Google moves to tighten noose on predatory loan apps
April 10, 2023166 views0 comments
By Olivia Nnorom
Google has announced its plan to roll out a regulatory policy on its Play Store platform to restrict registered loan apps from gaining access to sensitive personal user data including photos, videos, and mobile contacts.
Loan apps, which used to be a resort to many individuals and growing businesses have gradually become a cause of concern , given rising reports of predatory practices such as misuse of personal data to harass and intimidating borrowers into paying outstanding debts, which often come with huge interest rates.
To address these predatory behaviours, Google said: “We’re updating our personal loans policy to state that apps aiming to provide or facilitate personal loans may not access user contacts or photos.”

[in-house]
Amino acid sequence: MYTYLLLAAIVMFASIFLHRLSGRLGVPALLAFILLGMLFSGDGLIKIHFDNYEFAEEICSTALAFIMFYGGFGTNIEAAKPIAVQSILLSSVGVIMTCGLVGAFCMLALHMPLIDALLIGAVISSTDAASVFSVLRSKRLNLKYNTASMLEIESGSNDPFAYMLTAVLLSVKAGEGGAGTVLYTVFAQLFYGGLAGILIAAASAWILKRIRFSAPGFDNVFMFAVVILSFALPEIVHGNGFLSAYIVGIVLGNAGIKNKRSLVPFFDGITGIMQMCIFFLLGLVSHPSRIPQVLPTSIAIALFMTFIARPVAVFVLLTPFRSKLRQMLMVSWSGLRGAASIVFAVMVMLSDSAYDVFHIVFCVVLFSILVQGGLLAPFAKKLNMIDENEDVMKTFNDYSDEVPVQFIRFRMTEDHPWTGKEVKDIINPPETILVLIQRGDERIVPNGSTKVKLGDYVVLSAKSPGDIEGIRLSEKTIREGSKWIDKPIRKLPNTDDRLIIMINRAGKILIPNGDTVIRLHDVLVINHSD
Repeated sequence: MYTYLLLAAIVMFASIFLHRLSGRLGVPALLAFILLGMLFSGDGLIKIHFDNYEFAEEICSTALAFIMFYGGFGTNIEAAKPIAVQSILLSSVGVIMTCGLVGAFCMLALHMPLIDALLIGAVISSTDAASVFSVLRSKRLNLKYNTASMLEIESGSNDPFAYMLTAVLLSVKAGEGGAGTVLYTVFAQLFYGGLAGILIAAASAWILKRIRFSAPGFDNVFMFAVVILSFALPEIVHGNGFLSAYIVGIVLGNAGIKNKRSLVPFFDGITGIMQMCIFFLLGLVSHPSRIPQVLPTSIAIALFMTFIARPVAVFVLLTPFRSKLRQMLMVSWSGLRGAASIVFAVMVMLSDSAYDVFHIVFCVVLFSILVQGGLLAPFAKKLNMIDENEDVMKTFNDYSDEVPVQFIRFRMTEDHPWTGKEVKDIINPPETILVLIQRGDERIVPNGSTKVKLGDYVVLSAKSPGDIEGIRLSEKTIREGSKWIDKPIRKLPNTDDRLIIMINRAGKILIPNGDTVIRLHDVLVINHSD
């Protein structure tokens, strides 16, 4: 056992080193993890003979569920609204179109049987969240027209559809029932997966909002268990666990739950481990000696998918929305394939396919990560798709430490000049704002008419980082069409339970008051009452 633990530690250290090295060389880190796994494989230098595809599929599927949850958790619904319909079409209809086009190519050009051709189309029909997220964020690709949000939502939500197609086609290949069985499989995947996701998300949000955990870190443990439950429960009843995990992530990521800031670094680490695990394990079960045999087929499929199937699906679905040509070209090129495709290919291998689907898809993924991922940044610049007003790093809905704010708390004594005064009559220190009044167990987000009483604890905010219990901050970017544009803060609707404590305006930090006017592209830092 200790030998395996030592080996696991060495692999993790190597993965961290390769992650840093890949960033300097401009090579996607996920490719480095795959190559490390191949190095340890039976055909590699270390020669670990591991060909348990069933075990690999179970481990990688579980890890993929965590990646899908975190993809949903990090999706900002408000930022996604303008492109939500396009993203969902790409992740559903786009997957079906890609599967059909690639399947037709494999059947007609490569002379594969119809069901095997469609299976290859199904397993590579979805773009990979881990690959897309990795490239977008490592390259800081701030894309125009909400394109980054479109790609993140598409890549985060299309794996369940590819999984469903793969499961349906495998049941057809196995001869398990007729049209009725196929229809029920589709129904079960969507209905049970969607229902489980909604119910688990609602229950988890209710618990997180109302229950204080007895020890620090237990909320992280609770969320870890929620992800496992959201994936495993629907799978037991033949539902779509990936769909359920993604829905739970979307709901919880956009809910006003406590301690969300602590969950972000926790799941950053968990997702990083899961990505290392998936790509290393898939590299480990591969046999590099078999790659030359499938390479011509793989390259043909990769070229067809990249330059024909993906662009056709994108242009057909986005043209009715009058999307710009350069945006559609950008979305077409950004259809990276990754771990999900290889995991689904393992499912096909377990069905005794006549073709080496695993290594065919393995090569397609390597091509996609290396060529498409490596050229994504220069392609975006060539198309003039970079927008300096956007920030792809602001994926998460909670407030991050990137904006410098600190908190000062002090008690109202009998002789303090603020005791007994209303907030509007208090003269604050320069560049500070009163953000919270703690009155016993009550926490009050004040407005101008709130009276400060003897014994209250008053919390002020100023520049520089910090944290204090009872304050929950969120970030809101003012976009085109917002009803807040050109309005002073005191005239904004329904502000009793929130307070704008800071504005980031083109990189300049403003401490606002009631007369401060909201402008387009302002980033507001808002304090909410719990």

According to Google, the policy is expected to go into effect on May 31, and it would be rolled out in markets hardest hit by the practice, including India, Kenya, Indonesia, Nigeria, and the Philippines.
The multinational technology company said it will also require country-specific licensing documentation to prove their ability to provide or facilitate personal loans.
Prior to the notice, Nigeria’s Federal Competition and Consumer Protection Commission (FCCPC) gave approval for 173 digital lending applications to operate in the country, where 119 have full approvals, while the other 54 have conditional approvals. It also stated that companies without approval will not be allowed to operate in the digital lending space.
Analysts said the developments are especially important in Nigeria, where many of these loan sharks charge as high as 50 per cent to 80 per cent on returns with extremely strict repayment timeliness.
Failure to pay attracts several social consequences with practices including threats, manipulated obituaries, physical harassment, and haggling of family members applied by these finance loan sharks after debtors fail to repay their loans.
By accessing borrowers’ personal contacts and their personal images, debt collectors have messages and manipulated photos sent to friends and family of these debtors.